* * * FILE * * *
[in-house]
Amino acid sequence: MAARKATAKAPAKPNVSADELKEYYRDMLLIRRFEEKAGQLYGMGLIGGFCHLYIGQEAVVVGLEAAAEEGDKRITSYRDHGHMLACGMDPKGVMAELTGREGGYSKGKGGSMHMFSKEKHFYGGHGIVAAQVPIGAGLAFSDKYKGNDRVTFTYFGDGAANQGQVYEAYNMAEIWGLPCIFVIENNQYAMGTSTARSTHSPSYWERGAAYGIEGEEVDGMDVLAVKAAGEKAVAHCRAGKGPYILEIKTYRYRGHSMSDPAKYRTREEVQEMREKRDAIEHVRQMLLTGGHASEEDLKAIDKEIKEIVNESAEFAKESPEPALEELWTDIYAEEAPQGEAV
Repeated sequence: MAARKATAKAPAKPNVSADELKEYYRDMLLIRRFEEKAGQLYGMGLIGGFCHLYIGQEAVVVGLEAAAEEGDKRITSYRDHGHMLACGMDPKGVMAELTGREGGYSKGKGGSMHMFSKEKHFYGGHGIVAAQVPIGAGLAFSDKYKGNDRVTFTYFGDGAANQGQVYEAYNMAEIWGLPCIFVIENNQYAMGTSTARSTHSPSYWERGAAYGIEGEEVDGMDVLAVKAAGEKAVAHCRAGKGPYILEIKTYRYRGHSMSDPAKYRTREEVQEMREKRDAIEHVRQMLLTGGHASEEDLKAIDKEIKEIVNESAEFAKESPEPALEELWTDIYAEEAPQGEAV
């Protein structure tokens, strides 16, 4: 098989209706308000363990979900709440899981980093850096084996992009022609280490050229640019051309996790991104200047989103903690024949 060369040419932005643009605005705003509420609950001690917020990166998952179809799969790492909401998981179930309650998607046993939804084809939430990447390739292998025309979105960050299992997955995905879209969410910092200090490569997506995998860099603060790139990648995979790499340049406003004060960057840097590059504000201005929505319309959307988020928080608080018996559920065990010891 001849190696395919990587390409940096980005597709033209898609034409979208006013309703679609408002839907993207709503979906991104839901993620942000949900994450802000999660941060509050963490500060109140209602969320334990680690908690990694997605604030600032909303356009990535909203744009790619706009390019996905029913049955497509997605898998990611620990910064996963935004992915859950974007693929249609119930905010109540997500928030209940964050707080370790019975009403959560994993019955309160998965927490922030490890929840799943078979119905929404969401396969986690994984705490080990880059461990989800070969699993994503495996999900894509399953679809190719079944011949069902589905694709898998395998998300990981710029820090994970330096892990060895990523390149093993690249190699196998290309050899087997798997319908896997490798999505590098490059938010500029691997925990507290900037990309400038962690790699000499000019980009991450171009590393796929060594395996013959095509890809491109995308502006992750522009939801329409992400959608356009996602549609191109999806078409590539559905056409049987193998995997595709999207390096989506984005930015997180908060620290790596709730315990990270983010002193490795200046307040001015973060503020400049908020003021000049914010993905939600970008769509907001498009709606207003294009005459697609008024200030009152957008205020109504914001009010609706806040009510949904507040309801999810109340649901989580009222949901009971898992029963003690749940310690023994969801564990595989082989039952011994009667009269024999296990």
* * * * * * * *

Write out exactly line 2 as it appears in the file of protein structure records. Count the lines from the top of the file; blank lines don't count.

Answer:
Amino acid sequence: MAARKATAKAPAKPNVSADELKEYYRDMLLIRRFEEKAGQLYGMGLIGGFCHLYIGQEAVVVGLEAAAEEGDKRITSYRDHGHMLACGMDPKGVMAELTGREGGYSKGKGGSMHMFSKEKHFYGGHGIVAAQVPIGAGLAFSDKYKGNDRVTFTYFGDGAANQGQVYEAYNMAEIWGLPCIFVIENNQYAMGTSTARSTHSPSYWERGAAYGIEGEEVDGMDVLAVKAAGEKAVAHCRAGKGPYILEIKTYRYRGHSMSDPAKYRTREEVQEMREKRDAIEHVRQMLLTGGHASEEDLKAIDKEIKEIVNESAEFAKESPEPALEELWTDIYAEEAPQGEAV